This article is part of the Research Topic Biology of Gonadotropin-Releasing Hormone Neurons


Front. Endocrinol., 27 May 2013 | doi: 10.3389/fendo.2013.00061

Epigenetic control of gonadotropin releasing hormone neurons

  • 1 Wisconsin National Primate Research Center, University of Wisconsin-Madison, Madison, WI, USA
  • 2 Department of Pediatrics, School of Medicine and Public Health, University of Wisconsin, Madison, WI, USA

Epigenetic modifications to the genome, including DNA methylation and histone modifications, occur in response to external stimuli. Reproductive function is highly sensitive to environmental conditions including season, diet, hormonal changes, and exposure to chemical contaminants. GnRH neurons, which play a key role in reproduction, are particularly sensitive to various environmental stimuli. We recently reported that the rhesus monkey GnRH gene exhibits distinct epigenetic changes during embryonic development. More recently, we further found that a similar epigenetic phenomenon occurs across puberty. In this article we highlight recent findings, including those of afferent inputs, to describe the epigenetic control of GnRH circuit development as a link between the environment and reproductive function.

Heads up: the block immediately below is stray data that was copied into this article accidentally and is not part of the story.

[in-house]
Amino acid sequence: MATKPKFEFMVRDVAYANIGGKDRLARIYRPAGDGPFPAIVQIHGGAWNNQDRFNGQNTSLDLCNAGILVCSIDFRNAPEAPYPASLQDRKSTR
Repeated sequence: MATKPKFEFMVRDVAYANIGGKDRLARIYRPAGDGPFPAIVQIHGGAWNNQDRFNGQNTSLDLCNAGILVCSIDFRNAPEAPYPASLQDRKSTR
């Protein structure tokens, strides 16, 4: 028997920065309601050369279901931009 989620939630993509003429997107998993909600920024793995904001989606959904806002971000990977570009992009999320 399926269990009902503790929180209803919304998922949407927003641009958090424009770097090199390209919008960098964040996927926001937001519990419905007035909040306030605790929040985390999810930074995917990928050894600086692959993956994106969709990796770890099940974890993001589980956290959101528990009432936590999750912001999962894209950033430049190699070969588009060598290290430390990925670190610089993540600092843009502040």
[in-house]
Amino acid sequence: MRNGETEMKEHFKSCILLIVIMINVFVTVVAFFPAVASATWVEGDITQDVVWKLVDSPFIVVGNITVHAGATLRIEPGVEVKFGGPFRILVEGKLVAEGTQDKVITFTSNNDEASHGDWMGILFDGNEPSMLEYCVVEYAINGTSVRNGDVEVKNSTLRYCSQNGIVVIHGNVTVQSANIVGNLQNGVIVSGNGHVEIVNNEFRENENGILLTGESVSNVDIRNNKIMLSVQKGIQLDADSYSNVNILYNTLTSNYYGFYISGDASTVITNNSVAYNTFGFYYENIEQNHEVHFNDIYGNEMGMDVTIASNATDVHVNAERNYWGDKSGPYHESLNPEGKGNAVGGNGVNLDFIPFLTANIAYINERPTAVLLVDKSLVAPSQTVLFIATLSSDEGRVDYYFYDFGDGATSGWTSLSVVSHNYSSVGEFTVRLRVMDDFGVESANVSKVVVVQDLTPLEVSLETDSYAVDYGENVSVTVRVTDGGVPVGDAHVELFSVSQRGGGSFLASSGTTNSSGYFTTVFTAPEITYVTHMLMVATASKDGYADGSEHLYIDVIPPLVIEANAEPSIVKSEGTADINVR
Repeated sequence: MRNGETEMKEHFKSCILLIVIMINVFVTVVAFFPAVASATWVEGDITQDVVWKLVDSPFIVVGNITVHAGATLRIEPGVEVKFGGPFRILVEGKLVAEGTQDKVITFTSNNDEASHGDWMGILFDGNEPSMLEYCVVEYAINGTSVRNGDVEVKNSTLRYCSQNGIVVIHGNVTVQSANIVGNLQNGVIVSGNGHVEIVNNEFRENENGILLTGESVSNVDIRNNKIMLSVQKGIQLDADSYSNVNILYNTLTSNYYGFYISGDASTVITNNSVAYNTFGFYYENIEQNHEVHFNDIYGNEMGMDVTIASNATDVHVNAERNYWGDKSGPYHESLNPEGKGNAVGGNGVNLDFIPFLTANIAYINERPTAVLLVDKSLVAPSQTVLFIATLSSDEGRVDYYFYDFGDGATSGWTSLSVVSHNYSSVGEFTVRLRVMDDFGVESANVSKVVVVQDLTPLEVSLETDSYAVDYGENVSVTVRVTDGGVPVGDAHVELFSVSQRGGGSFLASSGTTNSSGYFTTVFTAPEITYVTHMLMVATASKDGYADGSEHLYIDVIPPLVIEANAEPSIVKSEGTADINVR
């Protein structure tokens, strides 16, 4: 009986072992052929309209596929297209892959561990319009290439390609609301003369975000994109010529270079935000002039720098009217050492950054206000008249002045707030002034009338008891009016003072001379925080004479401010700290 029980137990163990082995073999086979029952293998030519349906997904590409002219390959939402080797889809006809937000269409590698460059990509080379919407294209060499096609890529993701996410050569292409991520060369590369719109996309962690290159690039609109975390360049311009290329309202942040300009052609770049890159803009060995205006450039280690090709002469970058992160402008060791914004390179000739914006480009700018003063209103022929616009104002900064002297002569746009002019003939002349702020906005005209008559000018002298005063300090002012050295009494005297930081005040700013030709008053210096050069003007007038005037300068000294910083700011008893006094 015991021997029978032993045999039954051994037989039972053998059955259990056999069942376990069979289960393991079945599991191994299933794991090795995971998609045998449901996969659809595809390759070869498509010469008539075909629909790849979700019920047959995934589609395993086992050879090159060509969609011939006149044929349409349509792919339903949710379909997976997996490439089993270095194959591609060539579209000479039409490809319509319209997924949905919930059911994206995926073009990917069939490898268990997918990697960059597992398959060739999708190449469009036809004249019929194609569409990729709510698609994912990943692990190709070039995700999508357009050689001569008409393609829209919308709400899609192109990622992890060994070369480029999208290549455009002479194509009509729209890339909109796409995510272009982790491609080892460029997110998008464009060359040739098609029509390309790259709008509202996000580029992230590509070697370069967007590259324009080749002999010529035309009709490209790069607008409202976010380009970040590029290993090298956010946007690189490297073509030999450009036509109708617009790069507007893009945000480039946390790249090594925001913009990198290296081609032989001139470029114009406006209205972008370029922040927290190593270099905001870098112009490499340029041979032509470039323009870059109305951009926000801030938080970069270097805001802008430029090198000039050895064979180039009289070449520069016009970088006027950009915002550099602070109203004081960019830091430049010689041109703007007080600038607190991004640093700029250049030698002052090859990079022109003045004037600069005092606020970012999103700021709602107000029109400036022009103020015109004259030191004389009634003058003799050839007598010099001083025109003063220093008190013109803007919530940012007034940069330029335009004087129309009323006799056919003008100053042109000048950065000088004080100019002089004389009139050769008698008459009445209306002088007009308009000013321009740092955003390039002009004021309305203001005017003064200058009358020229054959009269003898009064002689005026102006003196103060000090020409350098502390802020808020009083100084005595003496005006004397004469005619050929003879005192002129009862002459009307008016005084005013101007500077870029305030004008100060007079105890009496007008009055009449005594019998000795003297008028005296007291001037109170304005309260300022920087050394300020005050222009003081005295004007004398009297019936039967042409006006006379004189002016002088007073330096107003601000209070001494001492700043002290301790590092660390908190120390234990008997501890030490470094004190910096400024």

Keywords: gonadotropin releasing hormone, kisspeptin, reproduction, puberty, neuroendocrine, epigenetic, histone, methylation

Citation: Kurian JR and Terasawa E (2013) Epigenetic control of gonadotropin releasing hormone neurons. Front. Endocrinol. 4:61. doi: 10.3389/fendo.2013.00061

Received: 12 April 2013; Accepted: 13 May 2013;
Published online: 27 May 2013.

Edited by:

Pei-San Tsai, University of Colorado, USA

Reviewed by:

Sergio R. Ojeda, Oregon Health & Science University, USA
Toni R. Pak, Loyola University Chicago, USA

Copyright: © 2013 Kurian and Terasawa. This is an open-access article distributed under the terms of the Creative Commons Attribution License, which permits use, distribution and reproduction in other forums, provided the original authors and source are credited and subject to any copyright notices concerning any third-party graphics etc.

*Correspondence: Joseph R. Kurian, Wisconsin National Primate Research Center, University of Wisconsin-Madison, 1220 Capitol Ct, Madison, WI 53705, USA. e-mail:

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